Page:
Weighting Factor for Internally Deposited Radionuclides

For internally deposited radionuclides, potential effects depend not only on the absorbed dose, but also on the type or 'quality' of the radiation. This issue is addressed through consideration of the RBE of the various radiations relative to a reference radiation. The reference radiation is generally taken to be 250 kVp X-rays or gamma rays from 137Cs or Co. However, it is important to understand that the choice of reference radiation will affect the RBE. For example, it has been shown that at low doses, X-rays are about twice as effective as gamma rays in producing damage, and hence an RBE established by comparison to gamma rays will be about twice than if X-rays are used as the reference radiation.

The concept of RBE can be defined as

dose of the reference radiation needed to produce the same effect dose of the given radiation needed to produce a given biological effect

A number of authors have reported evaluations of published data on RBE for internally deposited alpha emitters and nominal values are reported in Table 2. In considering these values, it is important to note that the experimental RBEs are specific to the endpoint studied, the biological environment, exposure conditions (e.g., reference radiation, dose rate, dose, etc.), and other factors; therefore, there is some uncertainty associated with the selection ofan appropriate radiation weighting factor for use in an ERA.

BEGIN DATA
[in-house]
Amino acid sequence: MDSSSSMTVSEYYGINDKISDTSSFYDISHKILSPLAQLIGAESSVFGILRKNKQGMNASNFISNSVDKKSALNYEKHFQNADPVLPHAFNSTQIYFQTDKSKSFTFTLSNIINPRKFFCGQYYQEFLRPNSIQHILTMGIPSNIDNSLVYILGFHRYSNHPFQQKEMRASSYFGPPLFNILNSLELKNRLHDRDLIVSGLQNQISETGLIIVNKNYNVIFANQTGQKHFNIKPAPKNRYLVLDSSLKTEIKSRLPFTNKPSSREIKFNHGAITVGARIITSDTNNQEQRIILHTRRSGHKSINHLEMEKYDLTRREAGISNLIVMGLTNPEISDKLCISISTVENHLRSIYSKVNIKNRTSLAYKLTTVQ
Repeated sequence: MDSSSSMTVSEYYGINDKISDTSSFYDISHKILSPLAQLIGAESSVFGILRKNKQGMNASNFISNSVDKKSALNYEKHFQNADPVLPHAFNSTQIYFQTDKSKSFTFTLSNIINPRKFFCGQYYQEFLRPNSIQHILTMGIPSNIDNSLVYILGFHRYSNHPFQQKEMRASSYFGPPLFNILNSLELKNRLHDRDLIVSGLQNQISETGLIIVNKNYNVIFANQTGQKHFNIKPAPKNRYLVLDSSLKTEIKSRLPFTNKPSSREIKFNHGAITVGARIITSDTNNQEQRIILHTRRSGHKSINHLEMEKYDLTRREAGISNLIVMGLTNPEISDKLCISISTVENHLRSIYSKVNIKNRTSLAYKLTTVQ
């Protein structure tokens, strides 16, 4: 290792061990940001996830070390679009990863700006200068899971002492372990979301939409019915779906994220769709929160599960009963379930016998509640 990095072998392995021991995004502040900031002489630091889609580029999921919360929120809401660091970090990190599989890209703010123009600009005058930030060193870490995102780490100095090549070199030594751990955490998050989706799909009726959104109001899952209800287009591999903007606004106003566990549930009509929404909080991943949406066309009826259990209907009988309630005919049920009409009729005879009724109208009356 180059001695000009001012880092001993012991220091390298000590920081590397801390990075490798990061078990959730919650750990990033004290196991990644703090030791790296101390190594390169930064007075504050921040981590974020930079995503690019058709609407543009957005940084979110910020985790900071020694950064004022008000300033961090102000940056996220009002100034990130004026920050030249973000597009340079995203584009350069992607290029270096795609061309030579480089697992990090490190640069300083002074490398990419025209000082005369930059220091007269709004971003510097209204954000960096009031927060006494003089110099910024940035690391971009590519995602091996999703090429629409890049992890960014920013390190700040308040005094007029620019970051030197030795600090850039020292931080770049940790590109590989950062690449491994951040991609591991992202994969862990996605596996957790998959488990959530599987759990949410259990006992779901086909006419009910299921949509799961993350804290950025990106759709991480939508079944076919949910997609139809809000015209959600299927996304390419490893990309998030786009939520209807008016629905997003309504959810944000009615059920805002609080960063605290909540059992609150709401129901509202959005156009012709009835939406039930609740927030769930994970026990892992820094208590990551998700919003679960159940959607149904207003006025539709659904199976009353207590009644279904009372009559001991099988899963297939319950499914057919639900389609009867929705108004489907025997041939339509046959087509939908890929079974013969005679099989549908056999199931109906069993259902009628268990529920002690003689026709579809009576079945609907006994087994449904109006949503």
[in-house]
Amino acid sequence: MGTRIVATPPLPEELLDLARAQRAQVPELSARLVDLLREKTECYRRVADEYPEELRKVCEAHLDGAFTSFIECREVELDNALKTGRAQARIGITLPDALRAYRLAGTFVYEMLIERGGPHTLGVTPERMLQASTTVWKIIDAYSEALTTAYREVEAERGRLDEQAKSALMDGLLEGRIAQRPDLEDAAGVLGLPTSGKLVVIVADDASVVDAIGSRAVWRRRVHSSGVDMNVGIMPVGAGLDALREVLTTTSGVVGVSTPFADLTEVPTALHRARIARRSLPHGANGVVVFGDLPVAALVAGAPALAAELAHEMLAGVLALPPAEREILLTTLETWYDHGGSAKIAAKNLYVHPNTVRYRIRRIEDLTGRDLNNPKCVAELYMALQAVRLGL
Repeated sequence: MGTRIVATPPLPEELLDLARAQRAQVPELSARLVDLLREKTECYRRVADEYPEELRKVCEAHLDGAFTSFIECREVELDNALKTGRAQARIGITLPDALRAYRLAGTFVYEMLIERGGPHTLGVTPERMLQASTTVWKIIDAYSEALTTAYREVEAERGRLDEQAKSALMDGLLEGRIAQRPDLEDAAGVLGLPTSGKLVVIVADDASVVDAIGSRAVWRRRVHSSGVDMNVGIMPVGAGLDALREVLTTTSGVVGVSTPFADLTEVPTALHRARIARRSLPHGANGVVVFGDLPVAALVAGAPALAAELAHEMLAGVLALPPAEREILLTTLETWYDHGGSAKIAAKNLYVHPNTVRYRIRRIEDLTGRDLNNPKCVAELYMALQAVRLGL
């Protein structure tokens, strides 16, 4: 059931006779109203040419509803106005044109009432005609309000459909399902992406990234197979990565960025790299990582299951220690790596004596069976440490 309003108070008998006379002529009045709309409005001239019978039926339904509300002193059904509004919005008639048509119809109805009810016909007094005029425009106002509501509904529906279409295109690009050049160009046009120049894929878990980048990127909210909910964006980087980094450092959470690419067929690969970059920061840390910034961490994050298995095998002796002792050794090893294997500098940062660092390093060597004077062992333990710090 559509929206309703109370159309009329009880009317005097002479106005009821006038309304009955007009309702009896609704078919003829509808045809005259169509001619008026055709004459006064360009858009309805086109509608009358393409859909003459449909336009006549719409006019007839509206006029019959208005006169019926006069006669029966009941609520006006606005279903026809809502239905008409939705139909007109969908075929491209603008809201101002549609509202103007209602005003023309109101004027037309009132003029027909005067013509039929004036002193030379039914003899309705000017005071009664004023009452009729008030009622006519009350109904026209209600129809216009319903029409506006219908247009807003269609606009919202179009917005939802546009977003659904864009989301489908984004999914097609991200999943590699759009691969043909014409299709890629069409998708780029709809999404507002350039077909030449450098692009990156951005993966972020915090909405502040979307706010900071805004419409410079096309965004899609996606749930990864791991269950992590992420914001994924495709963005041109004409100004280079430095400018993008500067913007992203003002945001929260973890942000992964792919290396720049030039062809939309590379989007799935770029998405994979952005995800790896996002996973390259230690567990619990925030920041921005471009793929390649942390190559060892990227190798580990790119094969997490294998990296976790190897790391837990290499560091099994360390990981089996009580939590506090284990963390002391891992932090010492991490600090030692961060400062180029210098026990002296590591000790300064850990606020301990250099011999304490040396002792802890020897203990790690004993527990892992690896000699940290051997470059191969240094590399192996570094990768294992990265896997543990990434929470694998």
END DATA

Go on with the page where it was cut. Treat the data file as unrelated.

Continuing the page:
A nominal alpha radiation weighting factor of 5 for population-relevant deterministic and stochastic endpoints has been suggested based on literature reviews for use in ERAs; however, to reflect the limitations in the experimental data, uncertainty ranges of 1-10 and 1-20 for population-relevant deterministic and stochastic endpoints, respectively, can be applied.

The European Community Framework for Assessment of Environmental Impact (FASSET) program suggests to modify the absorbed dose by a radiation weighting factor of 10 for alpha radiation, 3 for low energy beta radiation (E <10keV), and 1 for both beta radiation with energies >10 keV and gamma radiation in order to illustrate the effect of radiation quality of emissions from internally deposited radionuclides.

Although somewhat contentious, for present purposes, an RBE value of 10 is suggested for internally deposited alpha emitters. For gamma emitters and internally deposited beta emitters, noting that deterministic effects (e.g., reproductive capacity) are thought to be ofgreatest significance, a value of1 is suggested as a nominal RBE, although a factor of3 may be appropriate for tritium.

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